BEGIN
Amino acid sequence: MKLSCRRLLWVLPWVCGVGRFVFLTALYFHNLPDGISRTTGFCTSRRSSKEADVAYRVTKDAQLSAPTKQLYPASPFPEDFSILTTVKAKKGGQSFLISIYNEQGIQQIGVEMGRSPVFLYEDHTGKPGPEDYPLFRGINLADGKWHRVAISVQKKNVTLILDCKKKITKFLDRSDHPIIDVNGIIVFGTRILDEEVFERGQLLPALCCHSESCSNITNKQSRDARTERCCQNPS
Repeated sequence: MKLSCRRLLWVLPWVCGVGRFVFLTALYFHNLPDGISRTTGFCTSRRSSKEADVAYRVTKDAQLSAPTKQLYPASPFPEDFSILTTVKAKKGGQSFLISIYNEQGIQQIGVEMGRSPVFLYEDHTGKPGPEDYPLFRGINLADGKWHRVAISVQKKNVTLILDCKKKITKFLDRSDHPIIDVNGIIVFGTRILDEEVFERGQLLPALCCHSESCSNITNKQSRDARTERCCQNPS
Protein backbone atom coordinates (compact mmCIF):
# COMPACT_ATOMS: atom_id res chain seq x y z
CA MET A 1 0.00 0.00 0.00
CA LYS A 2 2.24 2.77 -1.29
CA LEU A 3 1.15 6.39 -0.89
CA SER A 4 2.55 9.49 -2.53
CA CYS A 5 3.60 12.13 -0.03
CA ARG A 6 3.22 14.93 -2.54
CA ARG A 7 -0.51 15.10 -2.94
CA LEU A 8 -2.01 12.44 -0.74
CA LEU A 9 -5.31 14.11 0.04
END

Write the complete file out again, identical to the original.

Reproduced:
Amino acid sequence: MKLSCRRLLWVLPWVCGVGRFVFLTALYFHNLPDGISRTTGFCTSRRSSKEADVAYRVTKDAQLSAPTKQLYPASPFPEDFSILTTVKAKKGGQSFLISIYNEQGIQQIGVEMGRSPVFLYEDHTGKPGPEDYPLFRGINLADGKWHRVAISVQKKNVTLILDCKKKITKFLDRSDHPIIDVNGIIVFGTRILDEEVFERGQLLPALCCHSESCSNITNKQSRDARTERCCQNPS
Repeated sequence: MKLSCRRLLWVLPWVCGVGRFVFLTALYFHNLPDGISRTTGFCTSRRSSKEADVAYRVTKDAQLSAPTKQLYPASPFPEDFSILTTVKAKKGGQSFLISIYNEQGIQQIGVEMGRSPVFLYEDHTGKPGPEDYPLFRGINLADGKWHRVAISVQKKNVTLILDCKKKITKFLDRSDHPIIDVNGIIVFGTRILDEEVFERGQLLPALCCHSESCSNITNKQSRDARTERCCQNPS
Protein backbone atom coordinates (compact mmCIF):
# COMPACT_ATOMS: atom_id res chain seq x y z
CA MET A 1 0.00 0.00 0.00
CA LYS A 2 2.24 2.77 -1.29
CA LEU A 3 1.15 6.39 -0.89
CA SER A 4 2.55 9.49 -2.53
CA CYS A 5 3.60 12.13 -0.03
CA ARG A 6 3.22 14.93 -2.54
CA ARG A 7 -0.51 15.10 -2.94
CA LEU A 8 -2.01 12.44 -0.74
CA LEU A 9 -5.31 14.11 0.04